I originally wrote this post in August 2011:
No one wants to choose between their savings and the life of their beloved pet. And given all the advances in veterinary medicine, there are greater treatment options to extend your pet’s life. But they come at a cost. That’s why pet insurance is becoming so popular. More than a dozen companies offer plans these days. However, the popularity of pet insurance plans doesn’t mean it’s right for everyone. How do you decide?
What is pet insurance?
Similar to health insurance for humans, pet insurance is purchased to offset financial risk caused by health problems. There are deductible and co-pay options to consider, as well as exclusions for some conditions or options to cover them. The big difference is that pet insurance is a form of property insurance. Pets are, in the eyes of the law, personal property regardless of how we feel about them. Typical of all property insurance, you are reimbursed by the insurer after your pet has received care, you pay the bill and submit your claim for payment.
Do your research
There are many different features that contribute to the cost of the plan. Informed consumers make the best purchasing decisions. Here are a few questions to ask when shopping plans.
- Is a physical exam required for coverage?
- Is there a waiting period?
- What are the deductible and co-pays?
- Does the plan pay a percentage of the vet bill or does it pay on a benefit schedule (set rates for specific services)?
- Are there caps on payments?
- Does the plan cover pre-existing or genetic conditions?
- Can you choose any vet or animal hospital?
- Does the plan cover prescription medication, alternative therapies, dental care or wellness visits?
- Are you covered if you travel with your pet?
- Does the policy pay if your pet dies or is lost or stolen?
Also be sure to determine if the plan is lifetime or non-lifetime. Lifetime plans cover a pet for ongoing conditions throughout its life, regardless whether you claimed for a condition in a previous year. These plans typically have limits on those conditions. Non-lifetime plans exclude conditions in subsequent years that have been claimed in prior years.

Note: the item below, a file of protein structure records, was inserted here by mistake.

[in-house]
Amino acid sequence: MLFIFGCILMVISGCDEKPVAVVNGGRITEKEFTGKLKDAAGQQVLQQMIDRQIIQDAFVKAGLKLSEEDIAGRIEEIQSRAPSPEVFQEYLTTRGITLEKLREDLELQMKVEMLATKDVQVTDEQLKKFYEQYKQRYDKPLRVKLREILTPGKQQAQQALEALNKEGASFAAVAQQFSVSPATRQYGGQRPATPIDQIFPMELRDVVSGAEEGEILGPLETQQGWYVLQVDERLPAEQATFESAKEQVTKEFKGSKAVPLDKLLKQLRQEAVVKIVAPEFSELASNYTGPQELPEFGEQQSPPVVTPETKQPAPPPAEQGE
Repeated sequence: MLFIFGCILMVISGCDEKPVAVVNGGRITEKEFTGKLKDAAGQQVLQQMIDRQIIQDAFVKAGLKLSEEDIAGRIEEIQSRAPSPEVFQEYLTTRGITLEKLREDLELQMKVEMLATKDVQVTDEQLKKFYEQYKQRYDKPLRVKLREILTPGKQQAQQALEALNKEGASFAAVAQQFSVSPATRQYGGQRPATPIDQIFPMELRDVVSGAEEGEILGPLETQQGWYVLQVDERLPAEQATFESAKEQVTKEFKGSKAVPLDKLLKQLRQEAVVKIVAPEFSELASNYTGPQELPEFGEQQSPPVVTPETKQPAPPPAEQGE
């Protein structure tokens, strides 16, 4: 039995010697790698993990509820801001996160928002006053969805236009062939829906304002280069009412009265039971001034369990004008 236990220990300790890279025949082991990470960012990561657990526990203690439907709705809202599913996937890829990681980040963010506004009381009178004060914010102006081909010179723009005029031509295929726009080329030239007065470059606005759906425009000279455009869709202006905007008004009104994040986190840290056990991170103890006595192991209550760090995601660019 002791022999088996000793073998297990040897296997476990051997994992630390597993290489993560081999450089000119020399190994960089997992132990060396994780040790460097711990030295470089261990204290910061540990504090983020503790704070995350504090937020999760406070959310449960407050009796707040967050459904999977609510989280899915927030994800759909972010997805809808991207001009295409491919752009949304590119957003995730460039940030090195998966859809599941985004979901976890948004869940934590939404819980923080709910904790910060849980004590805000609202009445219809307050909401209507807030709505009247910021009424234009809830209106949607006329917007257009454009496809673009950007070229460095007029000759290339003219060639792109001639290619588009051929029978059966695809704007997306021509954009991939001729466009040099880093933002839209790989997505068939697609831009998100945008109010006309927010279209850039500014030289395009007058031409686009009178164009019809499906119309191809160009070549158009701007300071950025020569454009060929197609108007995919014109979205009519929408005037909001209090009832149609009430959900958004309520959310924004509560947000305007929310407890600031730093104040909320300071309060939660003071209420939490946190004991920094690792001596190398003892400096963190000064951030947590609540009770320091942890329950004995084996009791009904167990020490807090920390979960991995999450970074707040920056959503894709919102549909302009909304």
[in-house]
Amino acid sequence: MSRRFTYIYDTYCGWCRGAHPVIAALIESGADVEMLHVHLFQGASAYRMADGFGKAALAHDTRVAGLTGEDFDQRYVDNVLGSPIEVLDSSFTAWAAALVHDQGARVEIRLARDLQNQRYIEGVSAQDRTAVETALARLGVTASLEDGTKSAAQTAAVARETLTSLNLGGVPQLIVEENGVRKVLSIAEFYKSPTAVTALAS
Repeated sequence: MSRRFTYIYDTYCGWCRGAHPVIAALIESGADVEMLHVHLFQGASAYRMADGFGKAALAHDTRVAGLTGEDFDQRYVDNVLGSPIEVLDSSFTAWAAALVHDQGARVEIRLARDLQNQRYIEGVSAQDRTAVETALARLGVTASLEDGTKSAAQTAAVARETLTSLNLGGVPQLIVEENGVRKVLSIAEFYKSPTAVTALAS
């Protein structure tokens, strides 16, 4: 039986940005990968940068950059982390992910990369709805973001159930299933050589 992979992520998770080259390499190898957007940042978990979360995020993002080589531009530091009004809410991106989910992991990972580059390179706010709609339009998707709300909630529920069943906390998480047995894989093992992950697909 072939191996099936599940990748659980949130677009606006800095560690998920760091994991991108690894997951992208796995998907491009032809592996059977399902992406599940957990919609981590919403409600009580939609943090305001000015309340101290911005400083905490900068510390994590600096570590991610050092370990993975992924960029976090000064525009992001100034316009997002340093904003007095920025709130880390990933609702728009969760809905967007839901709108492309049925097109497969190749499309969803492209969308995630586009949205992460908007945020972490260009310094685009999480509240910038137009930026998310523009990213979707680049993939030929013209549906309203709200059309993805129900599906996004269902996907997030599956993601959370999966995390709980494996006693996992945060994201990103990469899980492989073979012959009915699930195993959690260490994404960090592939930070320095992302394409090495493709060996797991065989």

With so many companies offering plans, how do you know which to choose? Consumer Reports has analyzed pet insurance and the companies that offer plans. Online forums, such as PetInsuranceReview.com, offer reviews by consumers who use the service. Check them out before you buy.
Do the math
Many insurers have online estimators to help you ballpark the cost of coverage for your pet. The younger the pet, the lower the cost will likely be. An annual cost of $300 or more is pretty common, but that can rise with optional covered services. Only you can decide what a fair price for peace of mind is. Independent sources, such as Consumer Reports, believe that pet insurance is rarely worth the price. Is there another approach?
You can put a few hundred dollars away into a special savings account each year dedicated to your pet’s medical needs. With this approach the money is yours when you don’t need it for pet medical bills. However, if your pet has a major illness or injury in the first few years, you may not have saved enough to cover the bill.
So what’s the bottom line? If you have the discipline to save money on your own, do it. If you don’t or if you won’t be able to deny any potentially life-saving treatment for your pet, then pet insurance may be a good choice for you.
Resources at your fingertips
Consumer Reports: www.consumerreports.org (search “pet insurance”)
Reviews of pet insurers by consumers: www.petinsurancereview.com
Carol Peter is a Certified Professional Dog Trainer and owner of Cold Nose Companions, LLC Dog Training. She offers private in-home training for people and their dogs throughout Geauga County. Carol focuses on resolving problem behaviors and teaching good household manners using positive reinforcement training and behavior modification methods. She can be reached at firstname.lastname@example.org.
©2011, Carol Peter, Cold Nose Companions, LLC